Waiting for the Word

tumblr_inline_nkt5dacs2t1tp32k5It’s rare that we cry through a film. Hollywood cheesiness has about as much effect on us as a doorbell on a deaf person. But when my wife and I saw this recent French film about a blind and deaf girl in the late nineteenth century, we could not help but weep for joy, sorrow, and deep, abiding Hope in the world to come. Continue reading

Nostalgia for Paradise

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Main Gate of Danilov Monastery, Moscow

I will never forget the first time I visited an Orthodox monastery to stay for a month-long missionary school hosted there. I was newly converted to the church and I was still getting used to regular church life. Life in a monastery was like learning to walk on the moon by comparison. I felt the awkwardness of a bum yanked from the street and set before a seven course French Meal. I did not know how to use the knife and fork let alone how to behave in this highly cultured environment. But the hunger and thirst after righteousness kept me from fleeing what was unfamiliar. Continue reading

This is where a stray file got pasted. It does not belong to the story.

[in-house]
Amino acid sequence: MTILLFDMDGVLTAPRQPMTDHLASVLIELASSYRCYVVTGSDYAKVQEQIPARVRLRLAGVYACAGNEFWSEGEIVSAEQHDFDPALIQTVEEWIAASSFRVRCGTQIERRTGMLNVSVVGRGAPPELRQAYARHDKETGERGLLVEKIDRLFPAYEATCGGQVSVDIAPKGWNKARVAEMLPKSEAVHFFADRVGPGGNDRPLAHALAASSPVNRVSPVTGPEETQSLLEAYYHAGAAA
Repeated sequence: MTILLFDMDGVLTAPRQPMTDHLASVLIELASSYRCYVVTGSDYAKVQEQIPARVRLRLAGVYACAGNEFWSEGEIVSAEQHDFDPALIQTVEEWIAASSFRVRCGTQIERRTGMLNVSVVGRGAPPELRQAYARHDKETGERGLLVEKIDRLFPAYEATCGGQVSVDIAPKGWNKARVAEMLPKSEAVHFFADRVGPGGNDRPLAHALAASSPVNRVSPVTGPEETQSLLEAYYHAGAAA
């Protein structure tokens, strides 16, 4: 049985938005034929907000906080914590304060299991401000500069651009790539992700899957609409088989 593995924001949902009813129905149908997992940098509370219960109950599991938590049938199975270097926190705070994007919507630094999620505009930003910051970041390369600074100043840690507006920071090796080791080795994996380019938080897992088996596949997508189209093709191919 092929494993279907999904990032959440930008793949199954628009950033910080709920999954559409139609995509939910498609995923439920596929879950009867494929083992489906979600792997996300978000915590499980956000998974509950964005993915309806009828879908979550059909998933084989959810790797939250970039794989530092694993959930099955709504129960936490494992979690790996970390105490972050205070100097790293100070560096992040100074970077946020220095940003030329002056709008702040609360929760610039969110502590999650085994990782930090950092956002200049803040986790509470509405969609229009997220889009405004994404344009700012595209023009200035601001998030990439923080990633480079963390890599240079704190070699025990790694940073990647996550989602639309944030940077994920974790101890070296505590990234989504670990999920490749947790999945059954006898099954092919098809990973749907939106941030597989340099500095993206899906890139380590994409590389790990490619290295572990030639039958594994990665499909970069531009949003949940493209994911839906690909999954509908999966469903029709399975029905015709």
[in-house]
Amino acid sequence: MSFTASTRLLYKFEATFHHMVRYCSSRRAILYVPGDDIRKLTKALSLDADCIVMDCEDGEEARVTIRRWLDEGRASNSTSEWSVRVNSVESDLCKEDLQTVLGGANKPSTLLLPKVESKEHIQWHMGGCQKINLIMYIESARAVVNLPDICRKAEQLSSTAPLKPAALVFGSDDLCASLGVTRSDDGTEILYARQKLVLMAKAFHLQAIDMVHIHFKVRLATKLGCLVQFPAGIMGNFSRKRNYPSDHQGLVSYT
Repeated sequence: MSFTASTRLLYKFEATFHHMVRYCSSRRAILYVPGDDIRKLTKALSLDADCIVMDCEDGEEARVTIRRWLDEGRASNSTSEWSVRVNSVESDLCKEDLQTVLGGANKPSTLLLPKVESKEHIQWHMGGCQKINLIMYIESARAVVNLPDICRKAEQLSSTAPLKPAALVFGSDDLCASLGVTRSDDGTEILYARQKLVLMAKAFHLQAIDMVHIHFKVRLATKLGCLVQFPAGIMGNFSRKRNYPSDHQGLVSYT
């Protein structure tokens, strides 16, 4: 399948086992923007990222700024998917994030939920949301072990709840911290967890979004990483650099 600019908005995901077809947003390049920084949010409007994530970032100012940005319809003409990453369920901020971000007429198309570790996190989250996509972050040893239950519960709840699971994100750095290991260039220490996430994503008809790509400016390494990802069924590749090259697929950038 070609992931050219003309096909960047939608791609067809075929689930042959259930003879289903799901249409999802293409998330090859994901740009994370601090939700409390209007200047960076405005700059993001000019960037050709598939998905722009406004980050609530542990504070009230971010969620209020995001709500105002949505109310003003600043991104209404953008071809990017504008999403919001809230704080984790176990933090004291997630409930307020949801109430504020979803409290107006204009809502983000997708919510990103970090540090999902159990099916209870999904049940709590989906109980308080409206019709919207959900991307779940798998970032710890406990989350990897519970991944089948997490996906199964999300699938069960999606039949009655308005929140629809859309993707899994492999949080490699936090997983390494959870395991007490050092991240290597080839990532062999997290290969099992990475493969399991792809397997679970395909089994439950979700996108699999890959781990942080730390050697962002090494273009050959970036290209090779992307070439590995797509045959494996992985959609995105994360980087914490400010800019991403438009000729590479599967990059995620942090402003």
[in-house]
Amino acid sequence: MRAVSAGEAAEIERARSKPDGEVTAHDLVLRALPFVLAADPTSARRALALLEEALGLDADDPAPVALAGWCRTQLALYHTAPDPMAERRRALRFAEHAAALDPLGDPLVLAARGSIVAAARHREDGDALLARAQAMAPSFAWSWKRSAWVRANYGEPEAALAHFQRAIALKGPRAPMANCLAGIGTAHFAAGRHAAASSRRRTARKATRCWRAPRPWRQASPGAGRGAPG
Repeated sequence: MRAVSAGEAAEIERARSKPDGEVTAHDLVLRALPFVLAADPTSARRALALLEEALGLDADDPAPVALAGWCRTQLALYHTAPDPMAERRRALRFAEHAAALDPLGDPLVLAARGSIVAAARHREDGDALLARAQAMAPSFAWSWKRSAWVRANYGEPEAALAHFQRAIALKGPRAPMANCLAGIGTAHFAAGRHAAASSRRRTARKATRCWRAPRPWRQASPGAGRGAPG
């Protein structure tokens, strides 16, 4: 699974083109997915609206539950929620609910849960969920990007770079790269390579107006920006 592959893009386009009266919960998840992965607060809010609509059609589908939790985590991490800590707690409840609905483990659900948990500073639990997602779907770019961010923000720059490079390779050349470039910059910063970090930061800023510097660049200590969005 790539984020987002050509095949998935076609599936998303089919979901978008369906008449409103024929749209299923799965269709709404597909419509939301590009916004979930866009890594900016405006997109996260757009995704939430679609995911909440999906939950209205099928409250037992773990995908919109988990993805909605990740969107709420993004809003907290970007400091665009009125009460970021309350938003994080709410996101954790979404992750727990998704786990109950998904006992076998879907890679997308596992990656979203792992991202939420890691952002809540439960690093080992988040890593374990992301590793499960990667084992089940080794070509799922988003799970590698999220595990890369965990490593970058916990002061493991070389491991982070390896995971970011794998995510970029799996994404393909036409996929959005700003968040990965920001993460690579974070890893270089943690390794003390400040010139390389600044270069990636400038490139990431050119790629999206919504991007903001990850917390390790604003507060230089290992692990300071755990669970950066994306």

A Moscow Cup of Tea

May 10, 2015
American Mother’s Day

teaMoscow is principally for us a place to gather as many friends and family as we can muster at any given time, and since the observed holiday for Victory Day is tomorrow (Monday), the Sunday gathering at our apartment is more than usually crowded. My American friend and his family come over with fried chicken wings and garlic bread, while my wife’s local cousins bring their children for a sleepover. It is a grand occasion of East meets West with overlapping conversations in Russian and English. But the capital part of the evening after all the eating and customary toasting is the after dinner tea. It is the most vital symbol of the seemingly endless conversation that ensues. Continue reading